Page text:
Reader Mary asked a good question about writers with day jobs vs a full-time writer. At first, I read it and thought, “That’s the silliest question ever, of course I don’t care!” Then I realized that I was just thinking myopically…and that some writers may not realize that I don’t care, duh, and that you aren’t all mind readers. So it turned into the perfect question for a post!
Do agents sign writers who have other day jobs (and always will), or only full time writers, or writers with day jobs aspiring to be full-time?
Writers with Day Jobs: Your 9 to 5 Doesn’t Really Matter
Few published authors succeed at writing for a living. And it’s very rare to be a full time writer before you publish a book (since a lot of the lucrative book deals, the ones that allow writers to become full time authors, are orchestrated by agents who work with large publishers).
So when people are looking to find a literary agent, there’s only a very small chance that they’re already a full time writer. What a writer does with their days or what their day job is — unless it directly relates to the project they’ve written and I can use that factoid to help them build a platform — is of very little concern to me. I have clients who are doctors, who are stay-at-home-moms, who are teachers, who are grad school students. When I signed them up, a question about their job usually came as an afterthought in the initial phone call, the “getting to know you” small talk.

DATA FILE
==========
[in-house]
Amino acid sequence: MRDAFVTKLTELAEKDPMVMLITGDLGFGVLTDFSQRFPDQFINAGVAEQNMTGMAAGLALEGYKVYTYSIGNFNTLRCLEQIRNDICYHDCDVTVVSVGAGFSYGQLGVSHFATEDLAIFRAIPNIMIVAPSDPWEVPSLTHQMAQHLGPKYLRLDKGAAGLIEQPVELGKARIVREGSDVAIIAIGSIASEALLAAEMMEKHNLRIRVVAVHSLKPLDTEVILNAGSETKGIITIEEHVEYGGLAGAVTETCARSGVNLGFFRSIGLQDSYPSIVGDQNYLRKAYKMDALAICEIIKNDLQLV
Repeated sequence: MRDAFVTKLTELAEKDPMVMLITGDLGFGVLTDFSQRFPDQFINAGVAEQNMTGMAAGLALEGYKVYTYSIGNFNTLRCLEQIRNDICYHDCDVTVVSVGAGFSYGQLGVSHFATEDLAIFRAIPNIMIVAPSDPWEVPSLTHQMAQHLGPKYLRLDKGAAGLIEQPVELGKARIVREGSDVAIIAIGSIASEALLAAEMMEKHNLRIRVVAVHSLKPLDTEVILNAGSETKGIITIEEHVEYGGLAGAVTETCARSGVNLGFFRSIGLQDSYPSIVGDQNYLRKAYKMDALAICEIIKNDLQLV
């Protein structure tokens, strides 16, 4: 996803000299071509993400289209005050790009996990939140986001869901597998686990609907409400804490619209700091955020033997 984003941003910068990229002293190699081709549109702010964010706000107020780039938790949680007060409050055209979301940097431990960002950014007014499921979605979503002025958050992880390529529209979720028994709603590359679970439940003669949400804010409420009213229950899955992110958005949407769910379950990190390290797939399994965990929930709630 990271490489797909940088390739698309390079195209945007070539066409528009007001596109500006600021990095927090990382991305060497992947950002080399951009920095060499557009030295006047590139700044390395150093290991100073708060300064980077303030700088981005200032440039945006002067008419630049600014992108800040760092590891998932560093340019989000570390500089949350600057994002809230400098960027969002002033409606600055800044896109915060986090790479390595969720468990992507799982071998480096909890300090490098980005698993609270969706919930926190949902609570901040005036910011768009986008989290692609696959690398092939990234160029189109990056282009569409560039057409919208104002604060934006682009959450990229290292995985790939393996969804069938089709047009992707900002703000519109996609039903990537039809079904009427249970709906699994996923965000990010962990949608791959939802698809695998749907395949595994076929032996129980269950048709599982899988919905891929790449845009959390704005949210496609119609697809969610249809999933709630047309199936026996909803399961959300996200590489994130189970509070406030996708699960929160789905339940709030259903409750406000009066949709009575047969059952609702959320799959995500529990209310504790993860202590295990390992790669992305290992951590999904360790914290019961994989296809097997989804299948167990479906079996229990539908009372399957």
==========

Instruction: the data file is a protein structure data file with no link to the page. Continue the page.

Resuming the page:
Even well-published authors still fall into the category of writers with day jobs. A lot have jobs that are tied to their other careers as published authors, such as speaker or university professor or editor or magazine writer or English teacher or bookseller. But a lot still have either the drive or the financial need to work at more than being a full time writer.
Having a Day Job Makes Writing Time More Valuable
In fact, I think writers who have to make time for their creative writing practice are often more committed to their writing work. When you have all day to do something, you usually figure out a way to take all day to do it (the constant drama of someone who works at home and can’t afford to take a whole day to do one simple thing). A task stretches to fill the time allotted for it. But when you have to extract rare writing time from a busy work day, it becomes precious, like gold extracted from base metal in the ancient pursuit of alchemy. You focus more, you value your writing time more, you get more done. (Read tips here for finding time to write.)
This isn’t universal, by any means, but I do find that some writers with day jobs who have to struggle to find time to write, even if it’s just at the beginning of their careers, come out a little heartier for it. So no, I don’t care what your day job is. But I respect you all the more for balancing a job, a family, and your writing life as part of the daily grind.
When you hire my editorial services, you have access to the knowledge I accrued in my five years as a literary agent. I’m happy to share that knowledge with my editorial clients, no matter how big or small the question.